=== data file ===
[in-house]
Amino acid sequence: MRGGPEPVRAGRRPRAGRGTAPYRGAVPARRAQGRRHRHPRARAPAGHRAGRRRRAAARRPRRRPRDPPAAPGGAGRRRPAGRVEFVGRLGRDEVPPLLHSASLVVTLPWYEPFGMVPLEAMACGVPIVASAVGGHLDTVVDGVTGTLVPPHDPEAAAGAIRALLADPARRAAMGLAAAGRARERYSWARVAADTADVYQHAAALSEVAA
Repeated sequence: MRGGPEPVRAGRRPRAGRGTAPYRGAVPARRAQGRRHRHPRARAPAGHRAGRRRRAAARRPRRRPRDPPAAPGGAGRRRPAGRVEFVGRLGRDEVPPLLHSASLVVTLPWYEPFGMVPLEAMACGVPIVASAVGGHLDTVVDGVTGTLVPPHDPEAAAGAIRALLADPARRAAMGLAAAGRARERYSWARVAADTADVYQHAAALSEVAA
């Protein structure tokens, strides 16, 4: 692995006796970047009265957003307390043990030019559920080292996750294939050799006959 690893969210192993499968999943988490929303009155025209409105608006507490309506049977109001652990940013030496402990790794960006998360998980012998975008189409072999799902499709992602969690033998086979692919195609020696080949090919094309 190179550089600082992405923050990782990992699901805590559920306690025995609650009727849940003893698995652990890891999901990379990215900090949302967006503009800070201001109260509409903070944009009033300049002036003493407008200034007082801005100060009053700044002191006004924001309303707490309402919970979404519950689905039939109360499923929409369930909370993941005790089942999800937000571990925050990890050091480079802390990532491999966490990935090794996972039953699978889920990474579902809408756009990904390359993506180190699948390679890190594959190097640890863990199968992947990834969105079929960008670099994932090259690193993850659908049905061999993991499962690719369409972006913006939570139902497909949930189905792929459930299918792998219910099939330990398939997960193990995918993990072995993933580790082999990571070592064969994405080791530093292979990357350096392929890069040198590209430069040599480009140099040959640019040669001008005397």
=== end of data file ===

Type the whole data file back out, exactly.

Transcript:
[in-house]
Amino acid sequence: MRGGPEPVRAGRRPRAGRGTAPYRGAVPARRAQGRRHRHPRARAPAGHRAGRRRRAAARRPRRRPRDPPAAPGGAGRRRPAGRVEFVGRLGRDEVPPLLHSASLVVTLPWYEPFGMVPLEAMACGVPIVASAVGGHLDTVVDGVTGTLVPPHDPEAAAGAIRALLADPARRAAMGLAAAGRARERYSWARVAADTADVYQHAAALSEVAA
Repeated sequence: MRGGPEPVRAGRRPRAGRGTAPYRGAVPARRAQGRRHRHPRARAPAGHRAGRRRRAAARRPRRRPRDPPAAPGGAGRRRPAGRVEFVGRLGRDEVPPLLHSASLVVTLPWYEPFGMVPLEAMACGVPIVASAVGGHLDTVVDGVTGTLVPPHDPEAAAGAIRALLADPARRAAMGLAAAGRARERYSWARVAADTADVYQHAAALSEVAA
């Protein structure tokens, strides 16, 4: 692995006796970047009265957003307390043990030019559920080292996750294939050799006959 690893969210192993499968999943988490929303009155025209409105608006507490309506049977109001652990940013030496402990790794960006998360998980012998975008189409072999799902499709992602969690033998086979692919195609020696080949090919094309 190179550089600082992405923050990782990992699901805590559920306690025995609650009727849940003893698995652990890891999901990379990215900090949302967006503009800070201001109260509409903070944009009033300049002036003493407008200034007082801005100060009053700044002191006004924001309303707490309402919970979404519950689905039939109360499923929409369930909370993941005790089942999800937000571990925050990890050091480079802390990532491999966490990935090794996972039953699978889920990474579902809408756009990904390359993506180190699948390679890190594959190097640890863990199968992947990834969105079929960008670099994932090259690193993850659908049905061999993991499962690719369409972006913006939570139902497909949930189905792929459930299918792998219910099939330990398939997960193990995918993990072995993933580790082999990571070592064969994405080791530093292979990357350096392929890069040198590209430069040599480009140099040959640019040669001008005397």